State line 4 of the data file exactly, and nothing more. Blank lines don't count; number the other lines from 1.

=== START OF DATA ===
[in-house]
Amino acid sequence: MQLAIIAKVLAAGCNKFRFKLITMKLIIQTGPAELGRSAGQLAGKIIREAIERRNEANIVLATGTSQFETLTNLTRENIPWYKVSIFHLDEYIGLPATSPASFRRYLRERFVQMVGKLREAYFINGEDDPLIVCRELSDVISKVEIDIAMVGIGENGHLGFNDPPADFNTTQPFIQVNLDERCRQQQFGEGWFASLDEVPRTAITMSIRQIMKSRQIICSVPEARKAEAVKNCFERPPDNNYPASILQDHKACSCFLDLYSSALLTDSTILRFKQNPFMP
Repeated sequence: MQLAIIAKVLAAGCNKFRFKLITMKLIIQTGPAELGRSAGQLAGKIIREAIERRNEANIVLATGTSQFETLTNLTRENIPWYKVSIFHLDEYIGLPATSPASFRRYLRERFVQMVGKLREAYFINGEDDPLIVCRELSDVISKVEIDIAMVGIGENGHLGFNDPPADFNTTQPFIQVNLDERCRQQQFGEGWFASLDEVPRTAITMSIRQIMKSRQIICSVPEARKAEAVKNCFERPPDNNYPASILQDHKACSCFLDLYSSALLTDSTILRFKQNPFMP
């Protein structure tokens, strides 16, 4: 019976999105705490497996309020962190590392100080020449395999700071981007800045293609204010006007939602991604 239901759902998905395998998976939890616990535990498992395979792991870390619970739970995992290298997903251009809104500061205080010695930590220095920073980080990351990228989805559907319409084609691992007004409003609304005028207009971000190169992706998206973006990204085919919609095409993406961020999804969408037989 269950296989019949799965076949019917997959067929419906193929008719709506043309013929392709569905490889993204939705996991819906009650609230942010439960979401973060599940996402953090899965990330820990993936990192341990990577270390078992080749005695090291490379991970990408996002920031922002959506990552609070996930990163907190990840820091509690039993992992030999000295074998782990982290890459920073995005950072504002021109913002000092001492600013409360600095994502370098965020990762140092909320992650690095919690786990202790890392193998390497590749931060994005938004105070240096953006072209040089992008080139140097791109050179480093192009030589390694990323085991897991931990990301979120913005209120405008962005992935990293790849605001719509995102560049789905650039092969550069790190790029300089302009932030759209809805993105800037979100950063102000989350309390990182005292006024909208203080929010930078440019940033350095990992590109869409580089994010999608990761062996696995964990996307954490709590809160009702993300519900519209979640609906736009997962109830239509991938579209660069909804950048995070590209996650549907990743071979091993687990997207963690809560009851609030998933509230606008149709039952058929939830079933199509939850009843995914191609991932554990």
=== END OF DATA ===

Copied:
């Protein structure tokens, strides 16, 4: 019976999105705490497996309020962190590392100080020449395999700071981007800045293609204010006007939602991604 239901759902998905395998998976939890616990535990498992395979792991870390619970739970995992290298997903251009809104500061205080010695930590220095920073980080990351990228989805559907319409084609691992007004409003609304005028207009971000190169992706998206973006990204085919919609095409993406961020999804969408037989 269950296989019949799965076949019917997959067929419906193929008719709506043309013929392709569905490889993204939705996991819906009650609230942010439960979401973060599940996402953090899965990330820990993936990192341990990577270390078992080749005695090291490379991970990408996002920031922002959506990552609070996930990163907190990840820091509690039993992992030999000295074998782990982290890459920073995005950072504002021109913002000092001492600013409360600095994502370098965020990762140092909320992650690095919690786990202790890392193998390497590749931060994005938004105070240096953006072209040089992008080139140097791109050179480093192009030589390694990323085991897991931990990301979120913005209120405008962005992935990293790849605001719509995102560049789905650039092969550069790190790029300089302009932030759209809805993105800037979100950063102000989350309390990182005292006024909208203080929010930078440019940033350095990992590109869409580089994010999608990761062996696995964990996307954490709590809160009702993300519900519209979640609906736009997962109830239509991938579209660069909804950048995070590209996650549907990743071979091993687990997207963690809560009851609030998933509230606008149709039952058929939830079933199509939850009843995914191609991932554990």